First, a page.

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Let $A = \{1,\ldots,n\}^2$, for some $n \in \mathbb{N}$. We define a partial order on $A$ by $(a,b) \leq (c,d)$ when $a \leq c$ and $b \leq d$. What is the number of ascending non-degenerate (all points are different) chains of length $k$, for relevant $k$.

Help please...

This is not a homework assignment, but just a question of interest.

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up vote 1 down vote accepted

This is equivalent to the number of paths from $(0,0)$ to $(n,n)$ allowing -any- lattice steps that move closer to $(n,n)$ (this takes into account 'repeated points in the chain). Another way of saying this is integer compositions of $(n,n)$ (adding any sequence of pairs from $(i,j)$, where $i,j$ can run independently from 0 to $n$, but at least one is greater than 0).

The recurrence for $F(n,m,k)$ is $$ F(m,n,k) = \sum_{i=0}^{n-1} \sum_{j=0}^{m-1} F(i,j,k-1) + \sum_{i=0}^{n-1} F(i,m,k-1)+ \sum_{j=0}^{m-1} F(n,j,k-1) $$ which converts to

$$ \begin{eqnarray} F(0,0,0) &=& 1\\ F(n,m,0) &=& 0\\ F(n,m,k) &=& F(n,m-1,k) + F(n-1,m,k) - F(n-1, m-1,k) +\\ && F(n,m-1,k-1) + F(n-1,m,k-1) - F(n-1, m-1,k-1) \end{eqnarray} $$

The following table is for $\sum_{k\ge0} F(n,m,k)$:

1       1       2       4       8       16      32      64      128     256
1       3       8       20      48      112     256     576     1280
2       8       26      76      208     544     1376    3392
4       20      76      252     768     2208    6080
8       48      208     768     2568    8016
16      112     544     2208    8016
32      256     1376    6080
64      576     3392
128     1280

with main diagonal: $$ 1, 3, 26, 252, 2568, 26928, 287648, 3112896,... $$

the number of paths to $(n,n)$ of any length (1 to 2n), which is OEIS sequence A02141, closely related to the central Delannoy numbers({OEIS A001850](

The original question, for the table $F(n,n,k)$ for those paths of length $k$, this is given by OEIS A059576.

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Thank you very much! I've lost hope for this question already :) – shamovic Jul 12 '11 at 21:56

Let F(m,n,k) be the number of ascending chains of length k in $\{1,...,m\} \times \{1,...n\}$. Note that since the partial order satisfies $(a,b) \le (a,b)$, an ascending chain should be allowed to include points repeated arbitrarily many times. By first-step analysis, $F(m,n,k) = \sum_{i=1}^m \sum_{j=1}^n F(i,j,k-1)$, with $F(m,n,0) = 1$. I get $F(m,n,k) = {m+k-1 \choose k} {n+k-1 \choose k}$.

Or did you want to disallow repeated points in the chain? That would make things more complicated.

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I think repeated points are disallowed. Though I haven't mentioned it specifically. I'll edit the question. Thanks however Robert, it is a good point we didn't think of. – shamovic Mar 22 '11 at 19:43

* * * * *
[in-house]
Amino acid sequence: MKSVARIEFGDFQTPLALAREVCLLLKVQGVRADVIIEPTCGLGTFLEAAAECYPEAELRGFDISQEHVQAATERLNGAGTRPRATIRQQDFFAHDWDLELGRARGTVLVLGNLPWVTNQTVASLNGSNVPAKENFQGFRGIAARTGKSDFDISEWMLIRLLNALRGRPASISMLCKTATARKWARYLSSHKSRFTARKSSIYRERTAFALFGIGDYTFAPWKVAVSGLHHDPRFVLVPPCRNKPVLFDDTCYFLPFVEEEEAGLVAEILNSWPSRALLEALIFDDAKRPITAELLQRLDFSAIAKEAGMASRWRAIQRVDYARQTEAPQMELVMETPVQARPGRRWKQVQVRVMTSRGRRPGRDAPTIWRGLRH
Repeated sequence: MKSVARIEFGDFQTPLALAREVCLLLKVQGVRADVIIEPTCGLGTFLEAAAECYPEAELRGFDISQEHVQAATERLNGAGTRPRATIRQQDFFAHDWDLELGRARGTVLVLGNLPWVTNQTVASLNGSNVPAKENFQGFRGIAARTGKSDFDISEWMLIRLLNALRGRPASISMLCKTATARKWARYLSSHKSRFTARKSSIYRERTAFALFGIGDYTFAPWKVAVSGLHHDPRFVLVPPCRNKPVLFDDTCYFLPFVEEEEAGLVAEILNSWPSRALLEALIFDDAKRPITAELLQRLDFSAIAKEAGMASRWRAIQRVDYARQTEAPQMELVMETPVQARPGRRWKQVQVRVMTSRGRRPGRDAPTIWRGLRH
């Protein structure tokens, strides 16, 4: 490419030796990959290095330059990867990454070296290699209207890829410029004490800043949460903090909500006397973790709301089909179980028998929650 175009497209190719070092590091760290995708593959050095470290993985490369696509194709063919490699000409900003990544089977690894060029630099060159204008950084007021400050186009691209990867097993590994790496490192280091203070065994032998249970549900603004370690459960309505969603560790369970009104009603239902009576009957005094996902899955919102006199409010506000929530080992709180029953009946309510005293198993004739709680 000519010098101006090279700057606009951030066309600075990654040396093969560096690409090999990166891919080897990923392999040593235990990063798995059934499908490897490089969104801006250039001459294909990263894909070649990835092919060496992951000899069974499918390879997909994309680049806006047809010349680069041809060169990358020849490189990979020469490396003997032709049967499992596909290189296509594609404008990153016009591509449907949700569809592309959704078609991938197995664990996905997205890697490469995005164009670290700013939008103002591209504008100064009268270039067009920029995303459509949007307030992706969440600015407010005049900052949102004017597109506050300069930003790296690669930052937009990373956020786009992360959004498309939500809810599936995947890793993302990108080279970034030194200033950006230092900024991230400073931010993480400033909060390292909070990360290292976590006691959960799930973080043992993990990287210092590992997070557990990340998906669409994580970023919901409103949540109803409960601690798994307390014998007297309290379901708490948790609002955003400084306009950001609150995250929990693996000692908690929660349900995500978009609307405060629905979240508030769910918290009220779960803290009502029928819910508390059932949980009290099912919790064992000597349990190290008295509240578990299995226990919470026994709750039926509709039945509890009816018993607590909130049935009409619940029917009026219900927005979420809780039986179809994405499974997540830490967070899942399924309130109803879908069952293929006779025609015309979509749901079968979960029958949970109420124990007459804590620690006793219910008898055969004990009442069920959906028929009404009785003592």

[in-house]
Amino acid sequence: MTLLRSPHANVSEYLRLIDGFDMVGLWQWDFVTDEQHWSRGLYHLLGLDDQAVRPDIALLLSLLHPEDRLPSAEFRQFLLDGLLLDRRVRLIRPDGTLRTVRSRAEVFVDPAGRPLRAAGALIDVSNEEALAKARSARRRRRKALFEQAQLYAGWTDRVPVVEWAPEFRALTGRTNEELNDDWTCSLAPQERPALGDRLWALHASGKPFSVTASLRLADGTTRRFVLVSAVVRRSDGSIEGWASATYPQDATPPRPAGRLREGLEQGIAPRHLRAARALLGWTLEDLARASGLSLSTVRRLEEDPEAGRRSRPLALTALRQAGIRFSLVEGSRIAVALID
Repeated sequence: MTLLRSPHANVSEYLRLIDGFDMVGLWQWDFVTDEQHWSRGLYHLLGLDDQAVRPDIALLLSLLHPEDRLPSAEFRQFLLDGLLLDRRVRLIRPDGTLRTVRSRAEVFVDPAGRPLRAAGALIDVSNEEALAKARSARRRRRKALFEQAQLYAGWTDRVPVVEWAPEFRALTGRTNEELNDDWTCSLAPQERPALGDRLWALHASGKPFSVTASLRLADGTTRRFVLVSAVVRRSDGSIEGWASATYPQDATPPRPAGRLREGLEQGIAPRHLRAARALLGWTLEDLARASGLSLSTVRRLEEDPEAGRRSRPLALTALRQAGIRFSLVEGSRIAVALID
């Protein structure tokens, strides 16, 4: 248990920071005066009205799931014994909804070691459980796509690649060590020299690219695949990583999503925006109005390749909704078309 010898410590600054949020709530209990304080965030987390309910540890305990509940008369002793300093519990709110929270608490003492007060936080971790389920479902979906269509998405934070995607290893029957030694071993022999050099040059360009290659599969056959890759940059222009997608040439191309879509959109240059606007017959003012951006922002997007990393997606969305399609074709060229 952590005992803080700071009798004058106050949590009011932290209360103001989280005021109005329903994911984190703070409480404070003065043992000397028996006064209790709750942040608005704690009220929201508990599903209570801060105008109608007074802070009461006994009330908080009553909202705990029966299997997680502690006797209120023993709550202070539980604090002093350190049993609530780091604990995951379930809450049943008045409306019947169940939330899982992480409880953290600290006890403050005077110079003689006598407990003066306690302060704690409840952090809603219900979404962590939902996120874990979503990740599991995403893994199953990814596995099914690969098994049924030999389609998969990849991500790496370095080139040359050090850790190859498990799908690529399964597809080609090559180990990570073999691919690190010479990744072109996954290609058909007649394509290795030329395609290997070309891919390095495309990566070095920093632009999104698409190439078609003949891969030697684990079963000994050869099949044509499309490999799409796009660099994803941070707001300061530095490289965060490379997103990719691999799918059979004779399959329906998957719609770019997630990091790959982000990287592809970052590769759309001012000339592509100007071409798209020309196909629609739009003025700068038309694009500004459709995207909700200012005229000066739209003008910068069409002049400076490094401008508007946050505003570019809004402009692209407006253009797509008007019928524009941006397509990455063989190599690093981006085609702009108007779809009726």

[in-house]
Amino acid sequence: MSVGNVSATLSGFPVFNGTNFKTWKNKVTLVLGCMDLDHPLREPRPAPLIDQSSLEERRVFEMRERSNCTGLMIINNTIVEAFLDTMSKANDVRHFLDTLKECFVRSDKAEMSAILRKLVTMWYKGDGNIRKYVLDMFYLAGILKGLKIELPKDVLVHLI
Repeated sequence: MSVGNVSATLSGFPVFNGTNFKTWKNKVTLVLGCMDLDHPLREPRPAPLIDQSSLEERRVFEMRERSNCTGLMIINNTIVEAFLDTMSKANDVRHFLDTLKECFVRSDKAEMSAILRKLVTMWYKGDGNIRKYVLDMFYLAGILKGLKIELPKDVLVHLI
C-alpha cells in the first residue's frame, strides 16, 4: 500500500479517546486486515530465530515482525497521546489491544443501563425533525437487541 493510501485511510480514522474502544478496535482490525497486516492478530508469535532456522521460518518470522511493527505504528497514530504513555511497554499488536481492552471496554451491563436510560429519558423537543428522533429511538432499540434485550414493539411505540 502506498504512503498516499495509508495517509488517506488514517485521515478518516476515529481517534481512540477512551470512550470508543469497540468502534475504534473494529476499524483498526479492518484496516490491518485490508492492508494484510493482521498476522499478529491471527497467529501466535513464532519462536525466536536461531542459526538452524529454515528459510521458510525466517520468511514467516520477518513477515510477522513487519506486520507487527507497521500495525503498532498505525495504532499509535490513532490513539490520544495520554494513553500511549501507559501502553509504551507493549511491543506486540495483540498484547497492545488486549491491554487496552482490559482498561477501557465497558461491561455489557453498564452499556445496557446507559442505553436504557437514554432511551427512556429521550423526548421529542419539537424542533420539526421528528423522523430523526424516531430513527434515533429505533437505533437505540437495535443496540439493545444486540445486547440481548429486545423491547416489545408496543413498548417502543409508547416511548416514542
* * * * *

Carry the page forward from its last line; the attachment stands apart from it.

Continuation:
At the peril of answering someone else's homework problem...

Think of a chain as a sequence of moves of length 1 in either the first or second of the pair. A move of 1 in the first we designate by 0, in the second by 1. an ascending chain of length $k$ is then any such binary sequence of length $k$. Since there are no restrictions on these binary strings, there is a one-to-one correspondence between chains of length $k$ and binary sequences of length $k$, or $2^k$.

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Does this work? I'm not entirely convinced, what you've described is the number of paths of length $k$ in $2$-tree. Unless ascending chain has a stricter definition than I'm aware of, I don't see why (1,1)->(1,n) is invalid. – JSchlather Mar 21 '11 at 21:26
Thanks for the answer, but as Jacob said, the elements in the chains need not be adjacent... My first thought as well :) – shamovic Mar 22 '11 at 14:08
@shamovic: OK. Well then, I answered -some- question :) – Mitch Mar 22 '11 at 17:00

I put a little bit of thought into this and came up with some not very helpful formulas, but maybe you'd like to see them. Let $A,n,\leq$ be as defined in your question. Suppose that $F(n,k,a,b)$ is the number of ascending chains in $A$ starting at $(a,b)$ and $F(n,k)$ is the number of ascending chains in $A$ of length $k$. Then we may define $F$ recursively, let $C:=\{(c,d) \in A: (a,b)\leq (c,d) \} $ $$F(n,k,a,b)=\sum_{(c,d) \in C} F(n,k-1,c,d).$$

Clearly $F(n,0,a,b)=1$ and we may also deduce without too much work that $F(n,1,a,b)=(n-a+1)(n-b+1)-1$, that is we have (n-a+1) numbers greater than or equal to a in our set and likewise for b, but we can't use (a,b) so we have to subtract 1. Using that formula I can calculate $F(n,1)$ but the result isn't very pretty. Also note that for $k>2n-2, F(n,k)=0$, since the longest a chain can be is $2n-2$.

It's plausible that I'm looking at the problem the wrong way, but I couldn't get anywhere past the $k=1$ case calculating directly and I don't find the recurrence that much more useful. And while I can relate $F(n,k,a,b)$ to $F(n,k-1),c,d)$ in a reasonable manner, I don't see any "neat" way to relate $F(n,k)$ and $F(n,k-1)$ without invoking the previous relation.

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Thanks Jacob, We've reached the same breaking point before I've posted the question here. It seems that recursion can't be resolved easily. Maybe our thought that the solution should be rather trivial is wrong :) – shamovic Mar 22 '11 at 19:41

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